Jennifer Fredette, communications director for OU-AAUP, speaks during the motorcade rally.

In May, the eyes of Athens County turned towards Ohio University when the institution laid off 140 employees.

The university’s financial problems had been widely discussed and are due in part to a declining enrollment that as only been made worse by the COVID-19 pandemic.

In March, the university announced that it would delay layoffs due to the pandemic. However, those halting measures were lifted by top university administration as the state prepared to reopen the economy in May following a lengthy stay-at-home order from Gov. Mike DeWine. At the time, the university community received a letter from OU President M. Duane Nellis about the approaching cost-saving measures.

Ohio University President M. Duane Nellis and Executive Vice President and Provost Elizabeth Sayrs would take a 15 percent pay cuts and no bonus’ this year, an equivalent to a 39-day furlough, as well as a number of university-wide budget-saving measures.

“These are important first steps that will provide limited short-term savings,” Nellis wrote. “But, speaking with candor and in fairness to our University community, they will fall far short of filling the anticipated gap. Unavoidably, this global crisis will force permanent changes in communities worldwide, including here at Ohio University. It will touch every area of the University, and it will have a difficult and direct impact on us all.”

Nellis earns over $489,000 annually, and Sayrs’ position pays $378,750 annually. In July 2019, Nellis was awarded a $72,000 bonus, alongside a $7,000 raise, despite concerns of the lower enrollment rates and lower high school graduation numbers from across the state.

Nellis’ pay cut will amount to about $73,400 — leaving him with a salary of about $415,953.

The 140 employees who were laid off on May 31 were all members of the AFSCME Local 1699 union. Employees who lost their jobs were in the custodial, culinary and maintenance departments.

Members of the union and the Ohio University chapter of the American Association of University Professors led a protest at Peden Stadium following the announcement of the layoffs.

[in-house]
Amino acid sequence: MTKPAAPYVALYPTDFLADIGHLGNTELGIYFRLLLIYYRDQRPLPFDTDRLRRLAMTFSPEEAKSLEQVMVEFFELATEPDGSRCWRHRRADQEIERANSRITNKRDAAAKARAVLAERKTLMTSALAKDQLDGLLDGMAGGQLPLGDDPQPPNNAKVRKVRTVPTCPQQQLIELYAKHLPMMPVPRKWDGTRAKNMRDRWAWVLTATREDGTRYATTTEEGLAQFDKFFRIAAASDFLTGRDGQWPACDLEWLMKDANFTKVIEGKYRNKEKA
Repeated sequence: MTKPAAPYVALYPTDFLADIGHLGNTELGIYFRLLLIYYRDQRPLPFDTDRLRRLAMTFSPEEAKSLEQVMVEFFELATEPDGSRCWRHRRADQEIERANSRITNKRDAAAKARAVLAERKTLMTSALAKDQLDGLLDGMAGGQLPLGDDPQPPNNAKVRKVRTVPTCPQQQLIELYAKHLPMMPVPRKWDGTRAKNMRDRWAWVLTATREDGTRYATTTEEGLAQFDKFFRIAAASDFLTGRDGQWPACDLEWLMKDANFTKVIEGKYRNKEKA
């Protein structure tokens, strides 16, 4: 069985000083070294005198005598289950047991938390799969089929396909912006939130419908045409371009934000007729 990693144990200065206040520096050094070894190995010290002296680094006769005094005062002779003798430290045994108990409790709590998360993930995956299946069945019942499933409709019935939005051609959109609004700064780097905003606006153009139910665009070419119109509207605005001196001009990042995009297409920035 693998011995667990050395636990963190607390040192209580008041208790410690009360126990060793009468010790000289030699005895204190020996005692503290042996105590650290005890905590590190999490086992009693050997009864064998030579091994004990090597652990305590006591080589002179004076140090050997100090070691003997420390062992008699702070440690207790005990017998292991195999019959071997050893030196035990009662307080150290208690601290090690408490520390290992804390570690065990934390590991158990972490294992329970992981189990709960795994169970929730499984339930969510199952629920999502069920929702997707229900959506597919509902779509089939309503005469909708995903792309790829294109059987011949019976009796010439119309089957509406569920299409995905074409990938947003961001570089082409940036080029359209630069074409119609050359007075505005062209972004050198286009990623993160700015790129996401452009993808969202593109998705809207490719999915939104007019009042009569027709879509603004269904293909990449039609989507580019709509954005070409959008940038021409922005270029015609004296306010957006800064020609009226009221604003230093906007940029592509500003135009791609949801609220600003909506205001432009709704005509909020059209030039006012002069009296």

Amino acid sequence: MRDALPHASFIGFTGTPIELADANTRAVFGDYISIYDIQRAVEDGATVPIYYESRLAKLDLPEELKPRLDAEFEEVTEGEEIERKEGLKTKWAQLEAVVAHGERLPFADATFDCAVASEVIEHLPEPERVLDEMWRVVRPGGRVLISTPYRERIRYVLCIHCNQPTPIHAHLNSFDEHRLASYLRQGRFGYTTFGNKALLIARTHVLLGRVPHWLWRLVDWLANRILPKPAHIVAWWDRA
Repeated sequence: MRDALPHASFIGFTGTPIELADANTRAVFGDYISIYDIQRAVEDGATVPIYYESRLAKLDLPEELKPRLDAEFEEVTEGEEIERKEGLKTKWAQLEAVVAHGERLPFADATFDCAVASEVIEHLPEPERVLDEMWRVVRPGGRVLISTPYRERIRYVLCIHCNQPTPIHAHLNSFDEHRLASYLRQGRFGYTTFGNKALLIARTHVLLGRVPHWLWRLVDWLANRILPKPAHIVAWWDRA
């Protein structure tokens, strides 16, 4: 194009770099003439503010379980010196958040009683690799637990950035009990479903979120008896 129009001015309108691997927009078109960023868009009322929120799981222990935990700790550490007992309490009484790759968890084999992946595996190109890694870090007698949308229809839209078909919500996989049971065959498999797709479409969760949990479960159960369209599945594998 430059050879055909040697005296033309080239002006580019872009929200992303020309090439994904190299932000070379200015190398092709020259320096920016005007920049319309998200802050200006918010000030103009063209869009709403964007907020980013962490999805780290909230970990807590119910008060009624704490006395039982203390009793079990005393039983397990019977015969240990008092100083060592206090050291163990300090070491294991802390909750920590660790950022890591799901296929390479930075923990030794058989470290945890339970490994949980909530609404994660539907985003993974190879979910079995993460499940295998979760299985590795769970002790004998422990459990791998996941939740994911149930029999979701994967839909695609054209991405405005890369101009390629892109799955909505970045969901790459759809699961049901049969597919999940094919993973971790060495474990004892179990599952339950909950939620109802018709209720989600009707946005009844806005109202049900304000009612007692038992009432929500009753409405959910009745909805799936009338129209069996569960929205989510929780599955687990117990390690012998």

The group has three specific demands: halt all layoffs for the duration of the pandemic; reinstate employees laid off during the pandemic; and cap all OU salaries at what Ohio Gov. Mike DeWine makes ($153,650) during the pandemic.

“We were disheartened to see the amount of layoffs in this community. This affects a lot of people, our communities and the health insurance and benefits that these employees...we just think there are other avenues that we can go,” John Johnson, Athens Regional Director for AFSCME Council 8 said at the time. “There’s not a lot of jobs here. We just want to get an opportunity at the table to really understand the budget situation further than what we did back in March.”

The Ohio University Faculty Senate passed a vote of “no confidence” in the leadership of President Nellis and Chief Financial Officer Deb Shaffer, a move that OU-AAUP endorsed. A statement from OU noted that Nellis and Provost Elizabeth Sayrs have “shared direct and transparent information” with the faculty senate members, and that they were “very clear about what we know, what we don’t know and how we will move forward in securing the financial future of Ohio University despite the real and deep impact that COVID-19 is having on our University.”

Later in May, more than 200 faculty members and administrators were informed that their contracts would not be renewed. At that time, the administrators were notified that they may be eligible for rehiring into the same position at a reduced pay or placement into another position.

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